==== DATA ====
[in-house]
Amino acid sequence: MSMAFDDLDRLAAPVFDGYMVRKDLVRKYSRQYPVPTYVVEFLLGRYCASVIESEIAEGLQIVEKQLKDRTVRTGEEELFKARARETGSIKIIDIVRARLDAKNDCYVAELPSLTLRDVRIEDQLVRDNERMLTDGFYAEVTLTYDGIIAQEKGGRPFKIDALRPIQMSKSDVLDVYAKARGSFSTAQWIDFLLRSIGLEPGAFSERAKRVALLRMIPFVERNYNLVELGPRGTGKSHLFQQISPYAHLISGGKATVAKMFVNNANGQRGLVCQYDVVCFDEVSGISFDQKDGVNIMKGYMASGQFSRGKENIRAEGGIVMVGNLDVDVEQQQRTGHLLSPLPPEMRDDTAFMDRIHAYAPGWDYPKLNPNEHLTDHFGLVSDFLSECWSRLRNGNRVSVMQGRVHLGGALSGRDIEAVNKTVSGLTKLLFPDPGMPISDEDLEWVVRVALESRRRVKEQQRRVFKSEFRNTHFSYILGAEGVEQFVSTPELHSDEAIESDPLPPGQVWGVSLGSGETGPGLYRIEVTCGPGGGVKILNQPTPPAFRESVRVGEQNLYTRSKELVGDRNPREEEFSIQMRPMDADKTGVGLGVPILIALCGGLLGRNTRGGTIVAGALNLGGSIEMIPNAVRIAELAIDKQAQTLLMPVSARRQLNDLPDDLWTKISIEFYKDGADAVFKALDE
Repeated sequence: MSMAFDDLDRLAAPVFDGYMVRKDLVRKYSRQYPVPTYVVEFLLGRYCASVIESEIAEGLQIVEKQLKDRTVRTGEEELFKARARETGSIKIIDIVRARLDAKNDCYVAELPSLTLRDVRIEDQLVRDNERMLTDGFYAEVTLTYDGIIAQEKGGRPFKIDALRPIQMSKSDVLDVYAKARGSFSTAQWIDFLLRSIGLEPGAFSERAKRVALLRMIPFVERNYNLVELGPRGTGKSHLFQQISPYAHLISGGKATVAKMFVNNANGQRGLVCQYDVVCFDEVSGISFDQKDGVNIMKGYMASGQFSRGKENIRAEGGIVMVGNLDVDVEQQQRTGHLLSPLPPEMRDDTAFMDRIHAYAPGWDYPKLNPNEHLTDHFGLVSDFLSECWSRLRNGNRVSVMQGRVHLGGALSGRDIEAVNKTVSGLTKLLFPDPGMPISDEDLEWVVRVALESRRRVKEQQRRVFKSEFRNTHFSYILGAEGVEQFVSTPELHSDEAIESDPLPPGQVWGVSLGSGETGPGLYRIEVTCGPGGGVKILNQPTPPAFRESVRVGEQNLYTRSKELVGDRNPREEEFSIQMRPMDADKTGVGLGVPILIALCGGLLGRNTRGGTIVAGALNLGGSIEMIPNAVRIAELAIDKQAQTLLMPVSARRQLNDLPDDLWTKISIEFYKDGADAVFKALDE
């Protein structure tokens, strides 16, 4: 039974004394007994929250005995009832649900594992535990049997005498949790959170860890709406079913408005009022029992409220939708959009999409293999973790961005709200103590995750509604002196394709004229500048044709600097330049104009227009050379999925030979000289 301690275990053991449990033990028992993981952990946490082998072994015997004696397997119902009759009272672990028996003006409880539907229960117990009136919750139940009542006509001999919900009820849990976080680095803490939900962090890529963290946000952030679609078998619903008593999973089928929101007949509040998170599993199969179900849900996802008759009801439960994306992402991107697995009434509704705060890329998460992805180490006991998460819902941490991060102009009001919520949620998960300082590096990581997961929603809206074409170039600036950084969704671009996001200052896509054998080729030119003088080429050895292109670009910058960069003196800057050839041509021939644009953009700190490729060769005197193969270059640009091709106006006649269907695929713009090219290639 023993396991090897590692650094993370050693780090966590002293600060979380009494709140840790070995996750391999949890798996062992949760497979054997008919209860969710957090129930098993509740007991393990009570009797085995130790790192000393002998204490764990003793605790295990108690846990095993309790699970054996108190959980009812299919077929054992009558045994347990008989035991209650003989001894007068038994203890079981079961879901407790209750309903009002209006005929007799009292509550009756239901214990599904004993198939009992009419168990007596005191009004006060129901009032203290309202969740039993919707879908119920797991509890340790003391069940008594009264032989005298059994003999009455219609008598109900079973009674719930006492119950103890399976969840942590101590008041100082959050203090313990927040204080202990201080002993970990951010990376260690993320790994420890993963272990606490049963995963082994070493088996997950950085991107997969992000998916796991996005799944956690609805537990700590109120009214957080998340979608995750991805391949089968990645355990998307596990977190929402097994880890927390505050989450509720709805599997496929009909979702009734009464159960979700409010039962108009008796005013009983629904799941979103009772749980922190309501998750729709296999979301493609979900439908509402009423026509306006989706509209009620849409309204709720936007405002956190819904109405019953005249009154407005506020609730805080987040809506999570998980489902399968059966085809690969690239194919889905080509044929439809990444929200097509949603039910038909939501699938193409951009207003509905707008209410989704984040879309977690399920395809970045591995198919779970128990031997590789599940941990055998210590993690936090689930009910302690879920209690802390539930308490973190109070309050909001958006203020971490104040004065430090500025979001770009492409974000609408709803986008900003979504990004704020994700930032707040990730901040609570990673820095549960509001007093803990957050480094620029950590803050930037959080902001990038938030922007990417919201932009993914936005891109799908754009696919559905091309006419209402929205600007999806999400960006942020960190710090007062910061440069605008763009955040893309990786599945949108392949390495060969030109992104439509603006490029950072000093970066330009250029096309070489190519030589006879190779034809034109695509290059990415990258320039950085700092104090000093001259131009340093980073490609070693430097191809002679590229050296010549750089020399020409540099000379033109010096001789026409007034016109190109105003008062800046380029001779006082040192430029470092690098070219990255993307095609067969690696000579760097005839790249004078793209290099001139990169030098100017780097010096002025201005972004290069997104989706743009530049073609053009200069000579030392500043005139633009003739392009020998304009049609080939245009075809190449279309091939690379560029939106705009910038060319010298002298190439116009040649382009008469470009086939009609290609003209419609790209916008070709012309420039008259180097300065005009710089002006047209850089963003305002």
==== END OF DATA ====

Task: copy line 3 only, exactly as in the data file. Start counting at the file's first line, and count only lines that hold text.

Repeated sequence: MSMAFDDLDRLAAPVFDGYMVRKDLVRKYSRQYPVPTYVVEFLLGRYCASVIESEIAEGLQIVEKQLKDRTVRTGEEELFKARARETGSIKIIDIVRARLDAKNDCYVAELPSLTLRDVRIEDQLVRDNERMLTDGFYAEVTLTYDGIIAQEKGGRPFKIDALRPIQMSKSDVLDVYAKARGSFSTAQWIDFLLRSIGLEPGAFSERAKRVALLRMIPFVERNYNLVELGPRGTGKSHLFQQISPYAHLISGGKATVAKMFVNNANGQRGLVCQYDVVCFDEVSGISFDQKDGVNIMKGYMASGQFSRGKENIRAEGGIVMVGNLDVDVEQQQRTGHLLSPLPPEMRDDTAFMDRIHAYAPGWDYPKLNPNEHLTDHFGLVSDFLSECWSRLRNGNRVSVMQGRVHLGGALSGRDIEAVNKTVSGLTKLLFPDPGMPISDEDLEWVVRVALESRRRVKEQQRRVFKSEFRNTHFSYILGAEGVEQFVSTPELHSDEAIESDPLPPGQVWGVSLGSGETGPGLYRIEVTCGPGGGVKILNQPTPPAFRESVRVGEQNLYTRSKELVGDRNPREEEFSIQMRPMDADKTGVGLGVPILIALCGGLLGRNTRGGTIVAGALNLGGSIEMIPNAVRIAELAIDKQAQTLLMPVSARRQLNDLPDDLWTKISIEFYKDGADAVFKALDE